Why more Kenyan men than women commit suicide

“Men use extremely violent ways to take their own lives while women use methods that leave them with a chance to survive.”  Photo: Courtesy.

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More men than women are dying from suicide because they use violent methods to carry out the act.

Lukoye Atwoli, an associate professor at Moi University’s School of Medicine and a leading psychiatrist, says even though women are three to four times likely to attempt suicide compared to men, it is men who are more likely to go through with it.

Speaking at the just-concluded Kenya Mental Health conference in Nairobi, Prof Atwoli said that overall, men are three to four times likely to complete a suicide attempt, thus the high number of suicide victims among the menfolk.

According to the Kenya National Bureau of Statistics, of the 421 suicide cases reported in 2017, 330 were men.

Atwoli debunked the narrative that the numbers show more men are attempting suicide, saying it is the method used that contributes to the high numbers.

“Men use extremely violent ways to take their own lives. They might use a gun, hang themselves or jump from a storey building,” he said.

Atwoli dismissed the notion that more men commit suicide due to “bottled-up issues”. He said there was no scientific research to back up the claims.

The case is different for women, whom he said use methods that leave them with a chance to survive.

“The youth are still growing and developing and are likely to make drastic decisions.”

“They may likely overdose themselves, and in such a case they will have a chance to survive,” he said.

“The most common suicide methods are pesticides, hanging and firearms. In our setting, it’s pesticides and hanging because access to firearms may not be as common as in other places,” he said.

During this year’s World Suicide Day on September 10, the World Health Organisation (WHO) issued an advisory that countries should re-look regulations that govern the use of pesticides, as they are the most sought-after methods of suicide attempts.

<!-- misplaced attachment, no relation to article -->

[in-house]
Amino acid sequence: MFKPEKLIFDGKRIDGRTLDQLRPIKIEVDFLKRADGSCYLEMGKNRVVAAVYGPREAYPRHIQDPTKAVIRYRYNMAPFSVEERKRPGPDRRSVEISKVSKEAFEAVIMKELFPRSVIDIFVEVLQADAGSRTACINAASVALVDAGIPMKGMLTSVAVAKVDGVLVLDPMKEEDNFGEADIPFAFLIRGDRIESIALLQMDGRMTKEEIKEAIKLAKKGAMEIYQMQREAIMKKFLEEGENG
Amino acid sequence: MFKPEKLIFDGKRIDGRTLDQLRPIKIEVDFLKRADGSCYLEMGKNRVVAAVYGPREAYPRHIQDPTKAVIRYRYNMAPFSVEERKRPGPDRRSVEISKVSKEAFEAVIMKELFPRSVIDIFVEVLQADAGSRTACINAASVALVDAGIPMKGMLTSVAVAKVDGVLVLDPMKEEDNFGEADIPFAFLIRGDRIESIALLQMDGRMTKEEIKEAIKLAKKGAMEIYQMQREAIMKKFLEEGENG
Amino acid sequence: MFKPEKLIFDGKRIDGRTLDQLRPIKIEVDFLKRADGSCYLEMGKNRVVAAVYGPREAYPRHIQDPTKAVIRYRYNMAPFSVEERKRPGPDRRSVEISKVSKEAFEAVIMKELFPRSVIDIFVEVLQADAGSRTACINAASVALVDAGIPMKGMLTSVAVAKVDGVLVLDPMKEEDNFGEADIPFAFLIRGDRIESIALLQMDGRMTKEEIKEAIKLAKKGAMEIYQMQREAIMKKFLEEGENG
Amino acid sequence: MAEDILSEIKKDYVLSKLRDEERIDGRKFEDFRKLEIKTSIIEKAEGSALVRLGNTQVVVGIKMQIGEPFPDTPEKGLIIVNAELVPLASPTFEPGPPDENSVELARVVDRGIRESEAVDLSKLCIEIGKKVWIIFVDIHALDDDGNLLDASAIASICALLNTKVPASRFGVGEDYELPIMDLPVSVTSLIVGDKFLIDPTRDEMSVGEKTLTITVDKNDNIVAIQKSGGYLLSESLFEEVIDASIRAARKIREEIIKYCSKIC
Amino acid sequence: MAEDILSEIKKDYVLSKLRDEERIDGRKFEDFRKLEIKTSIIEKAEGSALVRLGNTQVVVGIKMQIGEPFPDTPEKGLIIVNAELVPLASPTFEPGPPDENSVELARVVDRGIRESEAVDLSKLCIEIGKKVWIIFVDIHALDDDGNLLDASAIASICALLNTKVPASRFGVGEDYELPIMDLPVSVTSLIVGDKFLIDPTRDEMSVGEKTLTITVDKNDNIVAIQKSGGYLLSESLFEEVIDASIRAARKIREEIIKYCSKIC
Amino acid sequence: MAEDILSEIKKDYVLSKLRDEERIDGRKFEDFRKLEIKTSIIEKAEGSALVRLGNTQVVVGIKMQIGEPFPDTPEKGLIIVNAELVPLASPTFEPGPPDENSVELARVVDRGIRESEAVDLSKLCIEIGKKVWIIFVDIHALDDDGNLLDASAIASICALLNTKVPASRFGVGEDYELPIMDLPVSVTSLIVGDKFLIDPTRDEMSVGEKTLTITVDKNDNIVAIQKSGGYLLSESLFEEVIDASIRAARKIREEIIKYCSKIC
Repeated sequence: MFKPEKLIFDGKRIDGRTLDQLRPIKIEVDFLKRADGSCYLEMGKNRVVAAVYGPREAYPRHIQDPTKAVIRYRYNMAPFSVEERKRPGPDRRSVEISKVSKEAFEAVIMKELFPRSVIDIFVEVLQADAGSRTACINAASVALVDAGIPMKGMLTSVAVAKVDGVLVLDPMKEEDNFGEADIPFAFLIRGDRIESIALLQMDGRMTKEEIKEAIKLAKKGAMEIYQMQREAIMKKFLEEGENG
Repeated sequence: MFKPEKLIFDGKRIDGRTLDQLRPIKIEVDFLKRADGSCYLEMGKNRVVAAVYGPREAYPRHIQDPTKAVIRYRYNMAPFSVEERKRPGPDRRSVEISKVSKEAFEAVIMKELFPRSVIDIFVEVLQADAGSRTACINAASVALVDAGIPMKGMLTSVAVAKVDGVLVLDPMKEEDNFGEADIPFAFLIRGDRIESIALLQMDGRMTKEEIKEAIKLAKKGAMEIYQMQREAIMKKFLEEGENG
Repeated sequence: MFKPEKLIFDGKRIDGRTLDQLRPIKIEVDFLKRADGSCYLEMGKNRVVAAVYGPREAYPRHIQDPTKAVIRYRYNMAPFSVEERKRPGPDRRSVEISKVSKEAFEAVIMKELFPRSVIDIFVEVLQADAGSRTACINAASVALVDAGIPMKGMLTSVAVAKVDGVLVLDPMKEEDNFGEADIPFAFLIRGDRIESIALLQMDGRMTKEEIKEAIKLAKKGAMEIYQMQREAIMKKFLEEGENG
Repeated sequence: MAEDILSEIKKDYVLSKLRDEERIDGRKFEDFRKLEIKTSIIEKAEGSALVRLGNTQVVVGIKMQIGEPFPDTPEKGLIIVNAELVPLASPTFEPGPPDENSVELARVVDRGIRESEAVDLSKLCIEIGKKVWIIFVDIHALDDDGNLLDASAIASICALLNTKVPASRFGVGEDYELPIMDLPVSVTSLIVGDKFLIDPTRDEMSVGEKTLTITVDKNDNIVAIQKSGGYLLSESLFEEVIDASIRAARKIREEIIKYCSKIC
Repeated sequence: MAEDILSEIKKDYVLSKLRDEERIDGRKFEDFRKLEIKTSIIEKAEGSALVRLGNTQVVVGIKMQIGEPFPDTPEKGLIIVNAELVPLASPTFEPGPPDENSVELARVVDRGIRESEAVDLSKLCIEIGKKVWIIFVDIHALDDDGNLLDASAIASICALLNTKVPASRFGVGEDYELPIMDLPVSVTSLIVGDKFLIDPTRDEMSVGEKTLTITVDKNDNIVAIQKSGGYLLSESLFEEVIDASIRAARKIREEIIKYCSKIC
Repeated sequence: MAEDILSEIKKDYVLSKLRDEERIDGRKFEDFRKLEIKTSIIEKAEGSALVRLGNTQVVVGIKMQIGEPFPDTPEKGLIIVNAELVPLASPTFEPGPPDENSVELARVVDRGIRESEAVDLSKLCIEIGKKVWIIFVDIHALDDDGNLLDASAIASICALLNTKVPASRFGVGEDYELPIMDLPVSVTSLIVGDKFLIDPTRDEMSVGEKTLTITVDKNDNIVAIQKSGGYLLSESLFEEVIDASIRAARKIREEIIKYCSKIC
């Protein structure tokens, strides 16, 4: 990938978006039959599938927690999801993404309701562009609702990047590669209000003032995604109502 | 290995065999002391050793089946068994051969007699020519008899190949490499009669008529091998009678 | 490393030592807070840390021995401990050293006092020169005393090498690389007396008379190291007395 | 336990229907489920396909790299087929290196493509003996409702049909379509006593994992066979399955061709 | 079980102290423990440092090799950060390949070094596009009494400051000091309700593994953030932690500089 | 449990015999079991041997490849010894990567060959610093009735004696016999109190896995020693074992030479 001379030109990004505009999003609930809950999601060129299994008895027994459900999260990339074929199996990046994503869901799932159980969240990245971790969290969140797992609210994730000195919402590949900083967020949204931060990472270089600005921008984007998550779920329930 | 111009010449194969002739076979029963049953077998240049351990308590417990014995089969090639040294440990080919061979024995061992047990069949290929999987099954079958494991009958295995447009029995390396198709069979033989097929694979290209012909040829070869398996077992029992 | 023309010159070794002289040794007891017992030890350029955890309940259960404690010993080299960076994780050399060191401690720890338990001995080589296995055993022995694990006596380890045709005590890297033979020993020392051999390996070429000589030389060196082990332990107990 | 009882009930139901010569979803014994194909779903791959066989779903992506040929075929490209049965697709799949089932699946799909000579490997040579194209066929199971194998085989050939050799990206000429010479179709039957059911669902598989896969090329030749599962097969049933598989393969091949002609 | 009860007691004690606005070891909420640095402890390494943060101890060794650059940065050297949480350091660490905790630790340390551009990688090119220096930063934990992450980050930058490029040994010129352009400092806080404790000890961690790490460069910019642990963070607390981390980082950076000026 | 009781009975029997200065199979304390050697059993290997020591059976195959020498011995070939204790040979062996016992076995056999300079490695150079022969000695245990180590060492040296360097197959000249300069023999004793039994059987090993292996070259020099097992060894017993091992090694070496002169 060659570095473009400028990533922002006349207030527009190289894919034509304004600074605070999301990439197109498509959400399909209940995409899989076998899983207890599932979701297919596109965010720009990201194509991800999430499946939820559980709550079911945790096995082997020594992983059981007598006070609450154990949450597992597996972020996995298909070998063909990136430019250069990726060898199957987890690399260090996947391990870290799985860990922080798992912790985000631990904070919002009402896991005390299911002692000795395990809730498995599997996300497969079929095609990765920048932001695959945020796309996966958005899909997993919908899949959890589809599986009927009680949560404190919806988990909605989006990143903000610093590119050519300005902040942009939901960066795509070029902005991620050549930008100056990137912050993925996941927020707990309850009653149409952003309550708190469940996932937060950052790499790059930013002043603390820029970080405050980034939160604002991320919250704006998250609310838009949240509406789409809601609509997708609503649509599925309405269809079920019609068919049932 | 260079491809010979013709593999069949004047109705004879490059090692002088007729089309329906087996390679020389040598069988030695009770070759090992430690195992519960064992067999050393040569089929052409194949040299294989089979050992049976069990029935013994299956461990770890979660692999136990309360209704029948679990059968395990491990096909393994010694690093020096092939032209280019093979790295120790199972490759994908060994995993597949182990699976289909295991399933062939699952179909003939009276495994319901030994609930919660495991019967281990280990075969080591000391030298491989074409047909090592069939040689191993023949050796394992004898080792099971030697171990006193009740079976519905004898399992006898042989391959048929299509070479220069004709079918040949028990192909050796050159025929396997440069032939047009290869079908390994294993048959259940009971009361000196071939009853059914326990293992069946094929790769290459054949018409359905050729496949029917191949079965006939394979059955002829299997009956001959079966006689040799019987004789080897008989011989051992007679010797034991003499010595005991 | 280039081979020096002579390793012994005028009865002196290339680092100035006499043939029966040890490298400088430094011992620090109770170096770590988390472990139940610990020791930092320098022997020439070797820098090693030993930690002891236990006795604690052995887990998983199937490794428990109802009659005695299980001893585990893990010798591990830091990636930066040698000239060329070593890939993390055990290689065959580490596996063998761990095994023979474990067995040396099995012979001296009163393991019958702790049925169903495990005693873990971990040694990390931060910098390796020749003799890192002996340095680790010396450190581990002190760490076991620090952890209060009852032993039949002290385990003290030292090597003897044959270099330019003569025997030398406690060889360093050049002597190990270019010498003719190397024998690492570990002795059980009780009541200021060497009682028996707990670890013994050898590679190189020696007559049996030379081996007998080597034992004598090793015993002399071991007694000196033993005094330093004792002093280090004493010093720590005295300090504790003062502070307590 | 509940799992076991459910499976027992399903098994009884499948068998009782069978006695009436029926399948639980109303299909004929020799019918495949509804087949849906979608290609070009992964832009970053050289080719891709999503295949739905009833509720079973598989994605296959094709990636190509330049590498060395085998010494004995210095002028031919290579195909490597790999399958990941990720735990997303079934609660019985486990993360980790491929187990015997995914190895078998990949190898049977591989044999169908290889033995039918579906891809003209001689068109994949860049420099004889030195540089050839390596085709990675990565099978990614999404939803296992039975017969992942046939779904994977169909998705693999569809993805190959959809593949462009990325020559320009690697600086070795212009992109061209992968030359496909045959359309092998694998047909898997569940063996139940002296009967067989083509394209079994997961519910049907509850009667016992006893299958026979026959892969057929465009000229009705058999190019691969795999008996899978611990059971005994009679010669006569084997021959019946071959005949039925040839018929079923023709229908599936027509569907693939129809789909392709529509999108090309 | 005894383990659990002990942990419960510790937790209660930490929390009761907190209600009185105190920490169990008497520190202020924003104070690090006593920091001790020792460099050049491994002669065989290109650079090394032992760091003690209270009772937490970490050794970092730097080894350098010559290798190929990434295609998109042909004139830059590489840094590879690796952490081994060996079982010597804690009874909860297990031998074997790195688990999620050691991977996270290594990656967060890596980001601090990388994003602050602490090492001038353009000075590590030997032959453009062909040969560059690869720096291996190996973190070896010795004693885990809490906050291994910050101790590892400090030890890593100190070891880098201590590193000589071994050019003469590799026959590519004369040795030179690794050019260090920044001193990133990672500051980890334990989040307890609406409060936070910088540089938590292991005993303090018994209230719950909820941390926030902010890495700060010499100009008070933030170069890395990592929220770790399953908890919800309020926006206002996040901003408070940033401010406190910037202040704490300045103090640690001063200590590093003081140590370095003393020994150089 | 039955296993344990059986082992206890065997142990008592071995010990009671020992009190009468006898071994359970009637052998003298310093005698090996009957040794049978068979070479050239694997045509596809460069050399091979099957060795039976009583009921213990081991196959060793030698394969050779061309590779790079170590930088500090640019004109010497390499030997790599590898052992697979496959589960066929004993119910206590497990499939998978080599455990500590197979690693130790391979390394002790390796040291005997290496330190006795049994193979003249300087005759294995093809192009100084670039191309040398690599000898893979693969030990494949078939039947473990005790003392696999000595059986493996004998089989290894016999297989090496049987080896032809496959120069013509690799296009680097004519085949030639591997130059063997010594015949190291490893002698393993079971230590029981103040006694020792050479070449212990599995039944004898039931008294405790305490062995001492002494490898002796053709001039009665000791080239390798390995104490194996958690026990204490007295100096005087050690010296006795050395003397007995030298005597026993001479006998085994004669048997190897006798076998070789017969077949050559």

“We do not know if we are going to hide all ropes or prevent farmers from using chemicals...we will need to work with the Ministry of Agriculture,” said Catherine Syengo, a consultant psychiatrist attached to the Ministry of Health.

Atwoli said for every completed suicide, there are 10 to 20 attempts. He said part of the problem is the stigma associated with suicide and how pathologists record causes of death after an autopsy.

“Nobody says it is death by suicide, so if you are looking for that, you have to think of creative ways of extracting that information,” he said.

Atwoli said suicide was the leading cause of death among teens between the ages of 15 and 19, and perhaps the second-most outstanding cause of death among those between ages 15 and 29, only second to homicide.

“The youth are still growing and developing and are likely to make drastic decisions,” he said.

Dr Syengo said one of the challenges the country faces on suicide is that the burden has been left to the Ministry of Health.

“We are creating awareness so that people can come out and be treated,” she said.

She, however, said their efforts were being hampered by a shortage of psychiatrists, psychologists and therapists. The Kenya Medical Practitioners and Dentists Board puts the number of psychiatrists in the country at 80.

Gathoni Mbugua, a clinical psychologist, called for decriminalisation of suicide.


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